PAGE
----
Sometimes having a good imagination and being a good writer can increase anxiety. My own busy writer's brain tends to circle the same thoughts, ask a lot of What Ifs, and conjure worst-case scenarios.
But all that creativity can also help us become calmer and happier, which is the subject of a new non-fiction book I'm writing: Happiness, Anxiety, and Writing: Using Your Creativity To Live A Calmer, Happier Life.
Below is an excerpt:
Using Questions Proactively
In the past when I felt anxious I looked around until I found what I thought was making me feel that way. I tried to think myself out of anxiety by asking these types of questions:
- Why do I feel anxious?
- What’s going wrong that’s causing these feelings?
- What might happen today that I’m worried about?
Because it’s rare that life is perfect, there was always something that was a concern or might become one in the future. And sometimes significant things were happening that would cause anyone to feel anxious.
The problem with these questions is that if you ask them, consciously or unconsciously, you’ll likely spiral into greater anxiety. Similarly, if you’re apt to wake up feeling discouraged or in a depressed mood, these questions and their answers will likely sink you deeper into feelings of helplessness or hopelessness.
But what if instead you asked yourself:
- What can I do this very moment to feel just a little calmer?
- What can I do this very moment to feel just a little happier?
I included the phrases “this very moment” and “just a little” intentionally.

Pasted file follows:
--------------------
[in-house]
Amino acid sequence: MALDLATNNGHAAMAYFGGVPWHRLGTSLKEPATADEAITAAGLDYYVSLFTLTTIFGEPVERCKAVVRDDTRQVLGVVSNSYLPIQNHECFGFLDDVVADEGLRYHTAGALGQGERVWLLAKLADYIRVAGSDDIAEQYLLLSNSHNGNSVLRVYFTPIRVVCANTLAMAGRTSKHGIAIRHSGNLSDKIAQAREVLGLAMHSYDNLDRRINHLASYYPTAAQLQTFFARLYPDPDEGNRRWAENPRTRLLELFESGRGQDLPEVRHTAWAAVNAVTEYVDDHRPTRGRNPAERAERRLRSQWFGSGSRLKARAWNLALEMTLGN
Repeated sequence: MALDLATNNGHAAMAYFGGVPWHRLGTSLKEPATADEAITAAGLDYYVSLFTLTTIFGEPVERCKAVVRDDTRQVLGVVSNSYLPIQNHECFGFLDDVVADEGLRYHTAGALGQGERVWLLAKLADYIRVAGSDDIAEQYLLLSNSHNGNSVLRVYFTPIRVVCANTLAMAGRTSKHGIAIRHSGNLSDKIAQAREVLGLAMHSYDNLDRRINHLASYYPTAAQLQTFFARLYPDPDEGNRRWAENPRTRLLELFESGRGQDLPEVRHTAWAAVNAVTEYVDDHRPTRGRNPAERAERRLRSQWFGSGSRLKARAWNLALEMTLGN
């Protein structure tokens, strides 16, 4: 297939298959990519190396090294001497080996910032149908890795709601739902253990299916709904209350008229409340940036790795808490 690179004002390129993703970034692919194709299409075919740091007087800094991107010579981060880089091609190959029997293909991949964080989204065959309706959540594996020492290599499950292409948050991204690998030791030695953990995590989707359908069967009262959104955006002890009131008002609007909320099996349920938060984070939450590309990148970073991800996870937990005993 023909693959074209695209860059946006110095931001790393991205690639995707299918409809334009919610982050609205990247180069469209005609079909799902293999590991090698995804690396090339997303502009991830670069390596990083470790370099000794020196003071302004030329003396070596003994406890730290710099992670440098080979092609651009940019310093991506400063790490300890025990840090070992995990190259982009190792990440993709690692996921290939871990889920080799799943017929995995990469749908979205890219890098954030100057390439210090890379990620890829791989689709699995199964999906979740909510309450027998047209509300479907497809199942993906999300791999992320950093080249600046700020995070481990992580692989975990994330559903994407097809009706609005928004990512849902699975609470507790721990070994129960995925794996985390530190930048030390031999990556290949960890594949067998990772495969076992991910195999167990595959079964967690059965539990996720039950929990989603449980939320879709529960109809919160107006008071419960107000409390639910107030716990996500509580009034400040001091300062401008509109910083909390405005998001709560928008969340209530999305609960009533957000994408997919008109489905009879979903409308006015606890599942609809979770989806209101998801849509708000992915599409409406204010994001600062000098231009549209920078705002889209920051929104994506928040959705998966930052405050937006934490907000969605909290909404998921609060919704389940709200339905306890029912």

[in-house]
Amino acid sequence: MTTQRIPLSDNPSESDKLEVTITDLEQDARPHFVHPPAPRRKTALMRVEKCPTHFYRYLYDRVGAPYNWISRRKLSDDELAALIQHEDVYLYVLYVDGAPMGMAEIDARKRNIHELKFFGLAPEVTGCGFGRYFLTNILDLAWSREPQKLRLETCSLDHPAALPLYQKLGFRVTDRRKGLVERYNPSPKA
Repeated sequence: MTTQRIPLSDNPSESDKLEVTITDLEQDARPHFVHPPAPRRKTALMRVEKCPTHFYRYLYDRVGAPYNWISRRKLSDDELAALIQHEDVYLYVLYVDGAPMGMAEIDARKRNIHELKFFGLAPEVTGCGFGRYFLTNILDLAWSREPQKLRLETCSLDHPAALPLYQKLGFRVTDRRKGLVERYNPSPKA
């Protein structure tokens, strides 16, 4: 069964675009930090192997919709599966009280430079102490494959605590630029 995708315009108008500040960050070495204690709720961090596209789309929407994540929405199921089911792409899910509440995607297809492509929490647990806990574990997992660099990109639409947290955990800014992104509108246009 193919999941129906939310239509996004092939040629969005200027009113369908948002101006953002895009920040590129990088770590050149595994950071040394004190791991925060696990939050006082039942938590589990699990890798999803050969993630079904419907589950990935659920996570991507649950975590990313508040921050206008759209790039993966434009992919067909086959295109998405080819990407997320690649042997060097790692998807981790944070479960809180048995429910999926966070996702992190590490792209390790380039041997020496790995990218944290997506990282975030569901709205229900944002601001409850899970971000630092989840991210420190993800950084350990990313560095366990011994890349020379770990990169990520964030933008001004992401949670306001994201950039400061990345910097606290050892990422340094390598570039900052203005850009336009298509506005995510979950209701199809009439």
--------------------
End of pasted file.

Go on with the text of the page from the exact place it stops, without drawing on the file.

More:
Those words stop my mind from pushing back and insisting that it’s impossible to be calm or happy given what I’m facing. Even in awful moments, such as after my parents’ deaths, I could almost always do something in the moment to feel just a little better.
Becoming Just A Little Calmer
When something you fear looms or you feel anxious regardless what’s happening around you try asking and answering those two questions.
To give an idea how this works I’ve listed common answers my mind gives me below.
- Drinking a glass of water (especially first thing in the morning when I’m apt to be dehydrated)
- Thinking of someone I care about and hoping that person will have a good day
- Stretching (hands, wrists, shoulders, feet, any part of my body)
- Reimagining a good moment from the day or week before
- Writing things I’m grateful for
- Reading a page of an encouraging book
Your answers will vary, I’m sure, from mine or from anyone else’s. But however you answer, the two questions about feeling better are likely to provoke answers of things you can do quickly. If you do them, you’ll likely feel a little calmer and happier than if you regularly ask and answer the first three questions in this article.
Sometimes you’ll find there really was nothing of concern and things are going pretty well.
You may have awakened unsettled, but the feeling was a holdover from a bad dream, a result of the chemicals that shift your body to wakefulness from sleep, or an ingrained and unconscious habit of scanning for trouble the moment you awaken (or throughout the day).
Regardless, once you feel a little better you can check in with yourself. See if there is any concern you need to address. In fact, if you make a practice of checking in it’ll reassure you that it’s fine to first get a bit calmer and then take care of whatever needs taking care of.
Happily, you’ll be more able to keep it in perspective and deal with it in a calmer frame of mind.
For example, let’s say you have a presentation that afternoon and you don’t feel fully prepared for it. Now that you’ve taken a few minutes to feel better you can decide when you can fit in preparing for that presentation. Even if you realize you have little time to prepare, you can ask yourself what’s the quickest thing that you can do to do the best job possible under the circumstances.
Intense anxiety, though, may require more than shifting your mindset….
That's all for today. Until next Friday, when I'll talk about how reading biographies can help you write stronger characters—